Inherited Pond


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Greetings!
I excavated this pond that was installed by a previous homeowner. They filled it with dirt and a large leafed elephant ear plant. The basin which is about 1 foot deep has a 2" concrete slab at the bottom. A hole was broken out of the slab, perhaps to accommodate the roots of the plant. I'm afraid the water will leak out through that hole. I thought about a liner but it seems like it would be difficult with all the uneven surfaces of the structure. What would be the easiest/cheapest way to seal the hole?

It would be nice to have a few fish that would eat the mosquito larvae. Also I would like to keep the plant at the end of the pond if it will survive in water.

IMG_20210310_093047780.jpg
 
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Jhn

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If it were me I would just get a liner and rent a jackhammer and break out the rest of the concrete and be done with it.
 
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I agree with @Jhn not much there i would try to work with i would demo it all and start fresh. Clean the mortar off the rocks that you have and reuse them. A 2" slab can be broken up pretty easily if you dig under it and then pop it with a sledge hammer. If your digging is easy thats an option if not like jhn said grab a jack hammer and make it all go south. Most tropicals do very well with the roots in most to very moist soild if not in water. so i would say to your plant make a 6" deep area in the pond place that root mass on a bed of peat moss and sand mixed together. You tube has some great videos out there on building ponds here s a link to some crazy pond builds but as they are building just watch the techniques on how they do it and it should help direct you in the right direction . And i second the epdm liner ........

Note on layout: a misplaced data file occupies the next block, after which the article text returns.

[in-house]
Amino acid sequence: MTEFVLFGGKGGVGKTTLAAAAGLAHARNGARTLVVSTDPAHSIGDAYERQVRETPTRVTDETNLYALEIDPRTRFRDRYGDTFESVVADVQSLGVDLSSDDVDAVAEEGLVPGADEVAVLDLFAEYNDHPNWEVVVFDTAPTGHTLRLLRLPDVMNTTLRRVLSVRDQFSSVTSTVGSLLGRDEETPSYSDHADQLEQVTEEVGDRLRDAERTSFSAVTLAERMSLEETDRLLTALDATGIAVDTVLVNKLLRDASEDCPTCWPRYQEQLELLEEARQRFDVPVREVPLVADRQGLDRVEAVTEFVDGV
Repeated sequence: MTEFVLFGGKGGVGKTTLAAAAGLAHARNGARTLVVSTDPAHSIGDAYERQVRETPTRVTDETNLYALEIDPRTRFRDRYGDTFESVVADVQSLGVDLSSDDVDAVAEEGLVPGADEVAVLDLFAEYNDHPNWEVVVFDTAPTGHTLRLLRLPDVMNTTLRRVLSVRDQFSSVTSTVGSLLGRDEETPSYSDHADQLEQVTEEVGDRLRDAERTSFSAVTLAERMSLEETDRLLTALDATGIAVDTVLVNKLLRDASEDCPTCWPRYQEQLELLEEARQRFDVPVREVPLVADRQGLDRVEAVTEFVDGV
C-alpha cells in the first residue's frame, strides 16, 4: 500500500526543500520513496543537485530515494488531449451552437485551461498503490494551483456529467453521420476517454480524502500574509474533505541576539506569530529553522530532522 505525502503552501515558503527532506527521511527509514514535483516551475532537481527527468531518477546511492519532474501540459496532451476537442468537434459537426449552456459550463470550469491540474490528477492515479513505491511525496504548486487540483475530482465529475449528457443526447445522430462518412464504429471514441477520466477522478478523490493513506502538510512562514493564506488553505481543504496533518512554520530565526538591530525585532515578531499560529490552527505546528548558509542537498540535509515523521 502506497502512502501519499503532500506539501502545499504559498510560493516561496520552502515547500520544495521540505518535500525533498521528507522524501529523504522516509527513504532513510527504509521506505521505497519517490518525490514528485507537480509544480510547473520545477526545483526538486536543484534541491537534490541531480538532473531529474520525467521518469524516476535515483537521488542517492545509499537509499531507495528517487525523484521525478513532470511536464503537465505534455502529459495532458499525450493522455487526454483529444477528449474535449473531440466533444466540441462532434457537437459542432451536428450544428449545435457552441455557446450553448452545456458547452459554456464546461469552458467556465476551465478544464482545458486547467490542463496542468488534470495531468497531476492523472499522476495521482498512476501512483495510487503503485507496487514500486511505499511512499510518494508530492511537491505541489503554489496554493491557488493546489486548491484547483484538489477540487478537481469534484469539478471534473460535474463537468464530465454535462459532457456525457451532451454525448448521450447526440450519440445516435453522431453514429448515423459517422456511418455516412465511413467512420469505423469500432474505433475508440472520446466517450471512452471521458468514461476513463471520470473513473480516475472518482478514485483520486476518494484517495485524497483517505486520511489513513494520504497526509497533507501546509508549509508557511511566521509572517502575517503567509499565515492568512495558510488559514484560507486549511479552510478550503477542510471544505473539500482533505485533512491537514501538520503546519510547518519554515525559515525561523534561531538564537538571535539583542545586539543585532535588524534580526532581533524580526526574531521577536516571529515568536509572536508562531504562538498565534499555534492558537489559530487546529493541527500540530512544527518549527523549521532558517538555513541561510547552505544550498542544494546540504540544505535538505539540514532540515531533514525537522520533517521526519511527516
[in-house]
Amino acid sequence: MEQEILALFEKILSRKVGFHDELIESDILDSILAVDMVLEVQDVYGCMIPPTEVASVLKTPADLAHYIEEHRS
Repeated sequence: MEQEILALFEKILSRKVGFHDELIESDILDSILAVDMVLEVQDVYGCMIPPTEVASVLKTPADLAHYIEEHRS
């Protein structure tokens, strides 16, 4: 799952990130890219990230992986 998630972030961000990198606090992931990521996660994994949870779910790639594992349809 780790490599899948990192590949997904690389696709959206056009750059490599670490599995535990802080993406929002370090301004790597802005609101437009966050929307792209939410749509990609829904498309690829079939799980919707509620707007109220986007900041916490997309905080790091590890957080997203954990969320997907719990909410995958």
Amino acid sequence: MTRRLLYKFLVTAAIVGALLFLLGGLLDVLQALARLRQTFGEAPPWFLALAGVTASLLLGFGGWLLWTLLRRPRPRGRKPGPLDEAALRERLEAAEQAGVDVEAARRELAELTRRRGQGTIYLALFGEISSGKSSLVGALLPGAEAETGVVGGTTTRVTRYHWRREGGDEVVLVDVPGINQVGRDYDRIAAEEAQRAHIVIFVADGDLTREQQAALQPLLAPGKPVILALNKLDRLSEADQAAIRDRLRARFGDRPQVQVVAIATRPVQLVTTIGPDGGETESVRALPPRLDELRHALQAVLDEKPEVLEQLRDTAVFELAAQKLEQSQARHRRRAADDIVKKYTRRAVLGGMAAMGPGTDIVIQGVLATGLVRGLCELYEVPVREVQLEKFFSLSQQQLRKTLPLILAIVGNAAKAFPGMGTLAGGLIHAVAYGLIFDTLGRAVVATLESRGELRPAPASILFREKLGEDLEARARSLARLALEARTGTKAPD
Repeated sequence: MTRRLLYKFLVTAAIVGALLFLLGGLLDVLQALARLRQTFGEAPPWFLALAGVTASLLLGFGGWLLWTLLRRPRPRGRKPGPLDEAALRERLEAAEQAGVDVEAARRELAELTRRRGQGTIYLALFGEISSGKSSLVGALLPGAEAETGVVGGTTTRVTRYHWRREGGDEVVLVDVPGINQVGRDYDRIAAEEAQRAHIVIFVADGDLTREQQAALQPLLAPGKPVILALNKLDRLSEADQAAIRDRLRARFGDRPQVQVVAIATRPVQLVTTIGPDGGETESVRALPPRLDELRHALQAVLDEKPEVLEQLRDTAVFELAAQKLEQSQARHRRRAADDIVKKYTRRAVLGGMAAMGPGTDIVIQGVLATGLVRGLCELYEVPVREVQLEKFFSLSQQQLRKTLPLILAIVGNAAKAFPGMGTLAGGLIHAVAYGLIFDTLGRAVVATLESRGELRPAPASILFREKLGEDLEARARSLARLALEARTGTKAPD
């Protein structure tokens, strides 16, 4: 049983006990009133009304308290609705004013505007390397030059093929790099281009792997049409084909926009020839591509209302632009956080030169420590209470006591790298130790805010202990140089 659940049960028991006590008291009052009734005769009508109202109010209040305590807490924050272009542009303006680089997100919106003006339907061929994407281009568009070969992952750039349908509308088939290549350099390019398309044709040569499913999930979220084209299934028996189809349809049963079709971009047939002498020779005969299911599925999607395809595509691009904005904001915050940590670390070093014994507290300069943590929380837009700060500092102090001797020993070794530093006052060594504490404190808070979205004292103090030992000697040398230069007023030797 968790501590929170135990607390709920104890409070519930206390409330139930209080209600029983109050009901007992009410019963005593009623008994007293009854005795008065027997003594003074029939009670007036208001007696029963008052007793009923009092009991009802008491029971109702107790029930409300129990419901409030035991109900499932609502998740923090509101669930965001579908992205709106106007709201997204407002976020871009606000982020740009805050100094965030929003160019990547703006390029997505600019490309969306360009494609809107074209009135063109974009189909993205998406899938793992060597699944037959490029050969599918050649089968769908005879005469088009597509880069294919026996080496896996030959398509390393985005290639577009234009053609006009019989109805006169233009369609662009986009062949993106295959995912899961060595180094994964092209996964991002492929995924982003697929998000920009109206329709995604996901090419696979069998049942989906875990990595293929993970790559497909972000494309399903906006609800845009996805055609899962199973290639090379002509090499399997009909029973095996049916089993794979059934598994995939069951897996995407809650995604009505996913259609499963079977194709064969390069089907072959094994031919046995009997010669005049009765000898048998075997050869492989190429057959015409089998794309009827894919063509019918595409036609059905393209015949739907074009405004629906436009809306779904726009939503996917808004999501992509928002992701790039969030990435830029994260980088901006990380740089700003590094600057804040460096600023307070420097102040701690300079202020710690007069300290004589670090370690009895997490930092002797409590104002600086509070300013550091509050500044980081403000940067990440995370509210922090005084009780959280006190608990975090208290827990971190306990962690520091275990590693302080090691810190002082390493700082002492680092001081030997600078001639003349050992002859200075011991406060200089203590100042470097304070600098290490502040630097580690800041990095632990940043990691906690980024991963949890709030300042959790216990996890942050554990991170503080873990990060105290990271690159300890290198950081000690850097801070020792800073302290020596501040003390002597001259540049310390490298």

Mmathis

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Hello and welcome! Well, I was going to suggest an angle grinder for the sharp spots, but hey, if you can do it, go with the demo as suggested above.

Then, if you can/want to you can go with whatever shape/size that suits you. That looks shallow, so wonder if it was more of a water feature. Depending on where you live, you might want to go a little deeper (either dig down deeper, or raise the edges up). In hot climates, too shallow and the fish will bake. In colder climates, the pond can freeze.

I think you might have to remove the plants for the time being (so they don’t get damaged), but you have the perfect set up for a bog or wetlands filter! That means that the plants can be re-installed as part of the bog — along with lots of other pretty plants!